Introduction -- Part I: Starting points -- Pitch, tone, and note / Brian Parkhurst, Stephan Hammel -- Interval / Henry Klumpenhouwer -- Mode / Susan McClary -- Scale / Matthew Gelbart -- Tonic / Steven Rings -- Timbre / David Blake -- Texture / Jonathan De Souza -- Part II: Time -- Repetition / Elizabeth Hellmuth Margulis -- Meter / Richard Cohn -- Temporalities / Martin Scherzinger -- Groove / Guilherme Schmidt Camara, Anne Danielsen -- Phrase / Janet Schmalfeldt -- Form / Daniel Grimley -- Expressive timing / Mitch Ohriner -- Part III: Horizontals and verticals -- Melody / David Trippett -- Consonance and dissonance / Alexander Rehding -- Tonal harmony / Ian Quinn -- Key and modulation / Suzannah Clark -- Cadence / Daniel Harrison -- Sequence / Naomi Waltham-Smith -- Polyphony / Michael Tenzer -- Part IV: The big picture -- Musical grammar / Robert O. Gjerdingen -- Analytical relationships / Marion Guck -- Images, visualization, and representation / Dora Hanninen -- What is music, anyway? / Andrew Bowie -- Beneath improvisation / Vijay Iyer.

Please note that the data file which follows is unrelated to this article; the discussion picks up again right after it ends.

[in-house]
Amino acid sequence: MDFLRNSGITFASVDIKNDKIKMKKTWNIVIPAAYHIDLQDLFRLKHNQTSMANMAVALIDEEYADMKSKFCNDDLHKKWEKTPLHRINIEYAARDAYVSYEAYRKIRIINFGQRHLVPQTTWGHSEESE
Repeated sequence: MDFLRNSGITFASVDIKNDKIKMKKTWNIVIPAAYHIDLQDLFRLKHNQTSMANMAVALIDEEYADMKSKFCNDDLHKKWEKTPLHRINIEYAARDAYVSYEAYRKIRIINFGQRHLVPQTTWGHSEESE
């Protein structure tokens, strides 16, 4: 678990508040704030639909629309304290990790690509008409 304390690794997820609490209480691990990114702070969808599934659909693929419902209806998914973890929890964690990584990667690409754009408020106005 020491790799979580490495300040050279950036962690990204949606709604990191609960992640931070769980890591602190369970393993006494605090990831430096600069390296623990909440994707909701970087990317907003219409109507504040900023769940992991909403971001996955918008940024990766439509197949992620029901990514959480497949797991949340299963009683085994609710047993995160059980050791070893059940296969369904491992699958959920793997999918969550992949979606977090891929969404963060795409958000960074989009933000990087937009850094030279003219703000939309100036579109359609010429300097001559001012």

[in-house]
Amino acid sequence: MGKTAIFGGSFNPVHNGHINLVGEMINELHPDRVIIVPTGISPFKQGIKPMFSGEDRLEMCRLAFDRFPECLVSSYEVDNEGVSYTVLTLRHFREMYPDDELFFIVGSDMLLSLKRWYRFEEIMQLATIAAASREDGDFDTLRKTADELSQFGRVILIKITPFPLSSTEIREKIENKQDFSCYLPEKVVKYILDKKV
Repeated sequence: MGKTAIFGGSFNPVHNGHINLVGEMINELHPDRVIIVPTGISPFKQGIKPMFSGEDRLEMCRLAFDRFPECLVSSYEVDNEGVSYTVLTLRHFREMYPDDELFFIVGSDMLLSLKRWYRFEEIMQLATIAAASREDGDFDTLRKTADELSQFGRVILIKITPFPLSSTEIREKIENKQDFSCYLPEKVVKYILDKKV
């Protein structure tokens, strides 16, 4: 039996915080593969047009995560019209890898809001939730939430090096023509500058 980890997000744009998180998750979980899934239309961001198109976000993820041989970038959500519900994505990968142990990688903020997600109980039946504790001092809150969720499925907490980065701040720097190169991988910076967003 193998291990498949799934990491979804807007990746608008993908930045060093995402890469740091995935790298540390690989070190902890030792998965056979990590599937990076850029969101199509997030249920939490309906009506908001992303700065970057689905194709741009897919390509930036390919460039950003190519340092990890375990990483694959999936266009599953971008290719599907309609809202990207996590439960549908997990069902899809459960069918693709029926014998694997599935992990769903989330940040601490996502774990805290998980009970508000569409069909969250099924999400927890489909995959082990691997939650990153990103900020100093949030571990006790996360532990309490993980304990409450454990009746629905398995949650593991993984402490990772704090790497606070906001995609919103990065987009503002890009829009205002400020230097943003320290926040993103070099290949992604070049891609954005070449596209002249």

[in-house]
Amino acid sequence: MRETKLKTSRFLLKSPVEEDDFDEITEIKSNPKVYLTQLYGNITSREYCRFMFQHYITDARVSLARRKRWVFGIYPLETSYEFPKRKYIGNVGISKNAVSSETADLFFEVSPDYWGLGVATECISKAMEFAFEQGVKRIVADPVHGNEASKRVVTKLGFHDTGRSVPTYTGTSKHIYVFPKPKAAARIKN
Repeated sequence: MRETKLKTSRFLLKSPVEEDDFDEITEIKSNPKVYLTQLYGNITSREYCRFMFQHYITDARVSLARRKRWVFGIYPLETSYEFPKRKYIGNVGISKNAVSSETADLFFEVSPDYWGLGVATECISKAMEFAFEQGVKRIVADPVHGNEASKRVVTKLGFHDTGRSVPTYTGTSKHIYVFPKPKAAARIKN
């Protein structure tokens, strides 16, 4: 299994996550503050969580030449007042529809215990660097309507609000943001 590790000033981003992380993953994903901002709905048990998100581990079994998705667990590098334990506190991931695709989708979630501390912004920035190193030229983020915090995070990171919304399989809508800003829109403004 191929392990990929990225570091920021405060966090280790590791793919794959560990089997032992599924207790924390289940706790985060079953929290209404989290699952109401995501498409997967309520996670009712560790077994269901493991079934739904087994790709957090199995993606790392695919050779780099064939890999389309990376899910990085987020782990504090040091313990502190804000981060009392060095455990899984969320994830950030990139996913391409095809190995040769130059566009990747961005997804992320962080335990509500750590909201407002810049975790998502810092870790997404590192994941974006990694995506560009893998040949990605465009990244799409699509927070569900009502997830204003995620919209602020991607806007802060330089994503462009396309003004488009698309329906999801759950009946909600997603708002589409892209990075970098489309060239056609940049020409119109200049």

Music Theory has a lot of ground to cover. Especially in introductory classes a whole range of fundamental concepts are introduced at fast pace that can never be explored in depth or detail, as other new topics become more pressing. The short time we spend with them in the classroom belies the complexity (and, in many cases, the contradictions) underlying these concepts. This book takes the time to tarry over these complexities, probe the philosophical assumptions on which these concepts rest, and shine a light on all their iridescent facets. This book presents music-theoretical concepts as a register of key terms progressing outwards from smallest detail to discussions of the music-theoretical project on the largest scale. The approaches individual authors take range from philosophical, historical, or analytical to systematic, cognitive, and critical-theoretical-covering the whole diverse spectrum of contemporary music theory. In some cases authors explore concepts that have not yet been widely added to the theorist's toolkit but deserve to be included; in other cases concepts are expanded beyond their core repertory of application. This collection does not shy away from controversy. Taken in their entirety, the essays underline that music theory is on the move, exploring new questions, new repertories, and new approaches. This collection is an invitation to take stock of music theory in the early twenty-first century, to look back and to encourage discussion about its future directions. Its chapters open up a panoramic view of the contemporary music-theoretical landscape with its expanding repertories and changing guiding questions, and offers suggestions as to where music theory is headed in years to come.